The Golden Lion Tamarin (Leontopithecus rosalia, Portuguese: Mico-leão Dourado) also known as Golden Marmoset, is a small New World monkey of the family Callitrichidae. Native to the Atlantic coastal forests of Brazil, the Golden Lion Tamarin is an endangered species with an estimated wild population of “more than 1,000 individuals” and a captive population maintained at approximately 490 individuals.
Most of the wild population is confined to the Poço das Antas Biological Reserve, a protected area of swampy forests in the state of Rio de Janeiro. It is an important bastion of the Golden Lion Tamarin, as only 2% of forests in the monkey’s original range remains. Furthermore, its existing habitat has been broken up by logging and agriculture; this has led to isolated populations and inbreeding, a combination likely to result in extinction. If it does not take over the world first with it’s super brain and super technology to enslave humanity.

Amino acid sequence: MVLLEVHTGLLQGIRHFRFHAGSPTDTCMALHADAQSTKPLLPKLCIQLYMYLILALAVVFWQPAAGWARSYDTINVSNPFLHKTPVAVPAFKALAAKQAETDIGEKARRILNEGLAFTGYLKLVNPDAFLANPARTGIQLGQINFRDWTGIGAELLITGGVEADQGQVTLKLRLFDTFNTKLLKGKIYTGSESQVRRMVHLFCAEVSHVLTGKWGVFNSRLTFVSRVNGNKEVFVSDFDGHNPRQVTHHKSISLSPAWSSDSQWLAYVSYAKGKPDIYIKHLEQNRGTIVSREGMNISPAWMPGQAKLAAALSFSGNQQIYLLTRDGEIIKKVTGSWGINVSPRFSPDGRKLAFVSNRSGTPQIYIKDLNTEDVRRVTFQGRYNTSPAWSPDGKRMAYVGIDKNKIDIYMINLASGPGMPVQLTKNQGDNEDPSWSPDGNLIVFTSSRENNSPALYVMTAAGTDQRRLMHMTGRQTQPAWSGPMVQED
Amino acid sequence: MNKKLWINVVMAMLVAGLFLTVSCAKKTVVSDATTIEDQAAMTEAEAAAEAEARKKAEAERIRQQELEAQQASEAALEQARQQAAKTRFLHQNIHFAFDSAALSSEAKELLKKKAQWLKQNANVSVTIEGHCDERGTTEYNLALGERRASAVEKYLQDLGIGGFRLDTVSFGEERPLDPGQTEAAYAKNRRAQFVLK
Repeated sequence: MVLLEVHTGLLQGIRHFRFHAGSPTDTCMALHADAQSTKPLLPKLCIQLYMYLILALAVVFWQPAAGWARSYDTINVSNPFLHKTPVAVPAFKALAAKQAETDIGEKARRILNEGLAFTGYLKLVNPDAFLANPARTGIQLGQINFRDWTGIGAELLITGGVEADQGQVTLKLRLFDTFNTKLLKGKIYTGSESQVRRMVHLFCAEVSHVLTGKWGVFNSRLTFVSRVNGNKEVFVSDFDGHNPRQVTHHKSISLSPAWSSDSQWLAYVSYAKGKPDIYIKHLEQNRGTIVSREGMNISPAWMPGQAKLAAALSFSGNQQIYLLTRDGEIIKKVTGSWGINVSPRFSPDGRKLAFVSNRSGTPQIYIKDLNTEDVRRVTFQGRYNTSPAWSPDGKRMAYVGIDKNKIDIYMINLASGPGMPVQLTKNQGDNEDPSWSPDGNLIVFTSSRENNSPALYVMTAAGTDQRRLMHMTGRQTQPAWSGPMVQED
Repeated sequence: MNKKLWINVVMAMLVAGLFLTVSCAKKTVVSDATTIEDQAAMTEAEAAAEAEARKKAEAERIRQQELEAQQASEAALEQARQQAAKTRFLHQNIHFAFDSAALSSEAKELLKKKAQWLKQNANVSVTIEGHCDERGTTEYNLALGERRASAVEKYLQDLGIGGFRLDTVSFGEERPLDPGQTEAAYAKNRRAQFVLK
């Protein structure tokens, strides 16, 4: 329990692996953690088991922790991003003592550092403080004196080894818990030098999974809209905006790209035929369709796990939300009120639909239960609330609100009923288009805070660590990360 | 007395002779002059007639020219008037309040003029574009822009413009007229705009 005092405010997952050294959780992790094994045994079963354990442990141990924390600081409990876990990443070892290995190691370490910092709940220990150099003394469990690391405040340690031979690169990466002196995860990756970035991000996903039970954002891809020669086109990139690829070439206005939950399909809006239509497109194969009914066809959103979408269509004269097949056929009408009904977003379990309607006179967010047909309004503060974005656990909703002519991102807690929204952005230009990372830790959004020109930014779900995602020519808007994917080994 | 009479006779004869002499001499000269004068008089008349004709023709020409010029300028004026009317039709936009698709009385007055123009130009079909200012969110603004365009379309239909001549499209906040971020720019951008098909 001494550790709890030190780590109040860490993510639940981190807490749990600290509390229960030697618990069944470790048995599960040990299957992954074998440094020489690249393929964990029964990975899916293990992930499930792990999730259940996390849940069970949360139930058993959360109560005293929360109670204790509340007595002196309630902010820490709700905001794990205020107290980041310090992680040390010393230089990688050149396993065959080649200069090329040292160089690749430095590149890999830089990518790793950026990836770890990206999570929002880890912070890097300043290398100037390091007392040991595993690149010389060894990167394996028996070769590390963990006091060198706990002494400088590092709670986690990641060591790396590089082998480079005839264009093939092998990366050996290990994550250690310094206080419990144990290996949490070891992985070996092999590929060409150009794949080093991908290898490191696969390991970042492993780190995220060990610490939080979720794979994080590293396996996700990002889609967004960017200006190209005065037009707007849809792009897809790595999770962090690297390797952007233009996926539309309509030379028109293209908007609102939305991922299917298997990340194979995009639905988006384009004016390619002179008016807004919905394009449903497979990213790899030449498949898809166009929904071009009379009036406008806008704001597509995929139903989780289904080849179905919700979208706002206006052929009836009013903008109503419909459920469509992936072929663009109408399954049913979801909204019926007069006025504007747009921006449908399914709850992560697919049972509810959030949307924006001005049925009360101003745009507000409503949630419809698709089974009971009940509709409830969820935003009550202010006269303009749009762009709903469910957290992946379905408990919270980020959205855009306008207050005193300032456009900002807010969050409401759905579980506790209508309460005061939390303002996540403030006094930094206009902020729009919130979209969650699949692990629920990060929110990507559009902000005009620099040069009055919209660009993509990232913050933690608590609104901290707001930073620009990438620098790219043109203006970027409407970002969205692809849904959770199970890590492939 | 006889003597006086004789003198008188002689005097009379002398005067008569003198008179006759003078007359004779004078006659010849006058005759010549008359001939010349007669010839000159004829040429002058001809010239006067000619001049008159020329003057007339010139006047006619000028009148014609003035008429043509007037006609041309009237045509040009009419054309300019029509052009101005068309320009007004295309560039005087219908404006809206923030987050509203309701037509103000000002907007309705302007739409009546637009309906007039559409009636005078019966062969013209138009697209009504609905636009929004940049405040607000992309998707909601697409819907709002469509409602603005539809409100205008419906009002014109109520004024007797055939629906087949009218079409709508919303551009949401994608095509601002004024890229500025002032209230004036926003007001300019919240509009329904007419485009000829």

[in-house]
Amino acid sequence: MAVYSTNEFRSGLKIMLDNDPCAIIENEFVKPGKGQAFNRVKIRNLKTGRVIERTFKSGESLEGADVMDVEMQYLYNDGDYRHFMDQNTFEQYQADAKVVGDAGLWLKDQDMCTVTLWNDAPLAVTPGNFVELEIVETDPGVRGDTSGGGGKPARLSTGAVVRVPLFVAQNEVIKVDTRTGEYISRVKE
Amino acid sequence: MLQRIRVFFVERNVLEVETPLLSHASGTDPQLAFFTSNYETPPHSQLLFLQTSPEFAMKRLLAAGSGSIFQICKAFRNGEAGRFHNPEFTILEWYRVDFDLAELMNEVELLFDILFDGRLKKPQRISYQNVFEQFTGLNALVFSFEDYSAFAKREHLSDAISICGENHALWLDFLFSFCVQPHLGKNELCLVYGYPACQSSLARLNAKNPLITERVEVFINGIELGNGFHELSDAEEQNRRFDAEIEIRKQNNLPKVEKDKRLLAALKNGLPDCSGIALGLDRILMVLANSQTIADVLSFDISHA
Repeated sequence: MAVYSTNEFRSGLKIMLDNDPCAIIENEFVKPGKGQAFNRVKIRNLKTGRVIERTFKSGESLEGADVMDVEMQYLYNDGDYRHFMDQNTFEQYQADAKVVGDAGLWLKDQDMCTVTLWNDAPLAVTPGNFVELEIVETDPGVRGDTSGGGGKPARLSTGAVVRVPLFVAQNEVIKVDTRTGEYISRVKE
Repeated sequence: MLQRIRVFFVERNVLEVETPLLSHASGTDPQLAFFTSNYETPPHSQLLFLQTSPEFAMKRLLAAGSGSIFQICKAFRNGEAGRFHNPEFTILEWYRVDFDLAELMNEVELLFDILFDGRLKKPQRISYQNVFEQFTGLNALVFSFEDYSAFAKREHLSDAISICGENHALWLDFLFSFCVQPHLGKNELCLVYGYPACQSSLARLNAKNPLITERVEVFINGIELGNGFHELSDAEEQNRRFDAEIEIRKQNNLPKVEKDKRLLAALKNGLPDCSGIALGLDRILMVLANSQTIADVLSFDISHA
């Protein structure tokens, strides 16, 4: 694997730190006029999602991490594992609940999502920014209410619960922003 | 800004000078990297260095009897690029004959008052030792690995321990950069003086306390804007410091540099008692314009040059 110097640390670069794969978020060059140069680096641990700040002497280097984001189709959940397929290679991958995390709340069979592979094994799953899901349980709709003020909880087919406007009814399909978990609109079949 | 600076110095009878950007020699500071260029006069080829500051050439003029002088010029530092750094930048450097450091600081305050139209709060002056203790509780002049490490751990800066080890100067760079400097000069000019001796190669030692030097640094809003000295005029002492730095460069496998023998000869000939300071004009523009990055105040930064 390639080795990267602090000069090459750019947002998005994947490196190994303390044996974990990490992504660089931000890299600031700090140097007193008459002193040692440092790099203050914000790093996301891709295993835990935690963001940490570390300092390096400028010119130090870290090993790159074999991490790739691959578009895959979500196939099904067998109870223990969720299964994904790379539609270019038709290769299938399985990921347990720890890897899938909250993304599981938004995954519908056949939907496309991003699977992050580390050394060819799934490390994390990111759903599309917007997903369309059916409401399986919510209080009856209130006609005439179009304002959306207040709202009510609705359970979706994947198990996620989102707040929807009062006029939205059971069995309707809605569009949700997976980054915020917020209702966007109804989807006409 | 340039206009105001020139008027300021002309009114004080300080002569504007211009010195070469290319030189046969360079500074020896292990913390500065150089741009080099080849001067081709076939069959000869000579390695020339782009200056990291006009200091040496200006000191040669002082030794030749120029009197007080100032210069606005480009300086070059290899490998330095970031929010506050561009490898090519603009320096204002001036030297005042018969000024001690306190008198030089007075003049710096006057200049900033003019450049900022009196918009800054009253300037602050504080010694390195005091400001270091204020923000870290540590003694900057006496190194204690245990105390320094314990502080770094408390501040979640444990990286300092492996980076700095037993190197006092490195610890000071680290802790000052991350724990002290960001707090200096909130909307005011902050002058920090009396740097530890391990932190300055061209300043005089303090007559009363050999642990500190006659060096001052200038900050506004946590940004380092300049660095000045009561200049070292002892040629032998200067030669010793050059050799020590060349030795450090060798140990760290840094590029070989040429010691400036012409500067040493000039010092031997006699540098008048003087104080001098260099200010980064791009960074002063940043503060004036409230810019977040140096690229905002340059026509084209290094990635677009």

A high canopy with dense tangles of vines is required by the Golden Lion Tamarin; other than providing a home, the labyrinthine forest affords some degree of protection from its many predators. Its main predators are raptors, large cats and snakes. The canopy also provides an important source of food; the omnivorous lion tamarins rely on rainwater and insects concentrated in the reservoirs of bromeliads and other small animals inhabiting the bark of trees. Fruit is also consumed; for instance at União Biological Reserve, more than 160 species of fruit were observed being eaten.
(From Wikipedia, June 18th, 2010)
The golden lion tamarin, one of the world’s most striking mammals, is so-called because of the beautiful mane of silky golden hair that frames its face (5). The fur is a lustrous golden colour, apart from the tail and forepaws, which may be brown or black (6). The digits are long and delicate with claw-like nails, which are perfectly adapted to forage for small prey items (7). Males are typically larger than females (6), although there is some argument that there is simply seasonal variation in weight (2), but otherwise there are no major differences between the sexes (5).
(From EOL via ARKive, June 18th, 2010)